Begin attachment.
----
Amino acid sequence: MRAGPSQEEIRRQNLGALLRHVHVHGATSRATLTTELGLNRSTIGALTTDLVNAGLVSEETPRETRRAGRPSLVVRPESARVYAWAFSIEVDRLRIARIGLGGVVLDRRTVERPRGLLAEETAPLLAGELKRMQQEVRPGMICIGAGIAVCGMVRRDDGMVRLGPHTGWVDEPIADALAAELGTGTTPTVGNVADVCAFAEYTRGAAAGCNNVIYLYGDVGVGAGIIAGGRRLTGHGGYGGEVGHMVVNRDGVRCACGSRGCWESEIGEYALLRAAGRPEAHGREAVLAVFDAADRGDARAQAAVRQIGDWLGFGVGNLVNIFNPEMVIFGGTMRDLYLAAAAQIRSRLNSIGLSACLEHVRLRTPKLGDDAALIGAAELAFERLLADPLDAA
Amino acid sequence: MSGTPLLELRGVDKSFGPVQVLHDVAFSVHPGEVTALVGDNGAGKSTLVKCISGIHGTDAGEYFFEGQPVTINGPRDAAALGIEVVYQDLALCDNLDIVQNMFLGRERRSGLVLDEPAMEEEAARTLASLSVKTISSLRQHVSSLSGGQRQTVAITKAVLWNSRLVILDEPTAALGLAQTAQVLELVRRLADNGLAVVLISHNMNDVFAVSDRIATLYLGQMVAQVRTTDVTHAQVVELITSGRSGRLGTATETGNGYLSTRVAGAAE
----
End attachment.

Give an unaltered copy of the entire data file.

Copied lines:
Amino acid sequence: MRAGPSQEEIRRQNLGALLRHVHVHGATSRATLTTELGLNRSTIGALTTDLVNAGLVSEETPRETRRAGRPSLVVRPESARVYAWAFSIEVDRLRIARIGLGGVVLDRRTVERPRGLLAEETAPLLAGELKRMQQEVRPGMICIGAGIAVCGMVRRDDGMVRLGPHTGWVDEPIADALAAELGTGTTPTVGNVADVCAFAEYTRGAAAGCNNVIYLYGDVGVGAGIIAGGRRLTGHGGYGGEVGHMVVNRDGVRCACGSRGCWESEIGEYALLRAAGRPEAHGREAVLAVFDAADRGDARAQAAVRQIGDWLGFGVGNLVNIFNPEMVIFGGTMRDLYLAAAAQIRSRLNSIGLSACLEHVRLRTPKLGDDAALIGAAELAFERLLADPLDAA
Amino acid sequence: MSGTPLLELRGVDKSFGPVQVLHDVAFSVHPGEVTALVGDNGAGKSTLVKCISGIHGTDAGEYFFEGQPVTINGPRDAAALGIEVVYQDLALCDNLDIVQNMFLGRERRSGLVLDEPAMEEEAARTLASLSVKTISSLRQHVSSLSGGQRQTVAITKAVLWNSRLVILDEPTAALGLAQTAQVLELVRRLADNGLAVVLISHNMNDVFAVSDRIATLYLGQMVAQVRTTDVTHAQVVELITSGRSGRLGTATETGNGYLSTRVAGAAE